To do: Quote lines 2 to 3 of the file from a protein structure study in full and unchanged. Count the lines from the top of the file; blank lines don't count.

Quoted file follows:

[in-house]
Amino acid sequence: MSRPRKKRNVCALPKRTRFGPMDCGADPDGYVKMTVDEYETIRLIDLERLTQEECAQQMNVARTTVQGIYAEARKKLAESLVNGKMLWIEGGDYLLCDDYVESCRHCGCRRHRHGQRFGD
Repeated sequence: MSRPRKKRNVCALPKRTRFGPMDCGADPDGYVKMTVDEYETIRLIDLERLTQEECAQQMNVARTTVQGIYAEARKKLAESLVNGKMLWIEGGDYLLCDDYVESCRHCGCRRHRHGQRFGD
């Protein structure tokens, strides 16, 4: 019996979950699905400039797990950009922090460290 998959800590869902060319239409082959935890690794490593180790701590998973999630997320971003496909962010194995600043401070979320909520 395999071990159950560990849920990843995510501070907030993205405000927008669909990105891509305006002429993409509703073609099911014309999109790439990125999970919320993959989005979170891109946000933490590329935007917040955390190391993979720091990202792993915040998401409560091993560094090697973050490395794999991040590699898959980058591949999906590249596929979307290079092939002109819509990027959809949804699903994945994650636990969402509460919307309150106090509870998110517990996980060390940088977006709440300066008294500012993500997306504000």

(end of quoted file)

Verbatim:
Amino acid sequence: MSRPRKKRNVCALPKRTRFGPMDCGADPDGYVKMTVDEYETIRLIDLERLTQEECAQQMNVARTTVQGIYAEARKKLAESLVNGKMLWIEGGDYLLCDDYVESCRHCGCRRHRHGQRFGD
Repeated sequence: MSRPRKKRNVCALPKRTRFGPMDCGADPDGYVKMTVDEYETIRLIDLERLTQEECAQQMNVARTTVQGIYAEARKKLAESLVNGKMLWIEGGDYLLCDDYVESCRHCGCRRHRHGQRFGD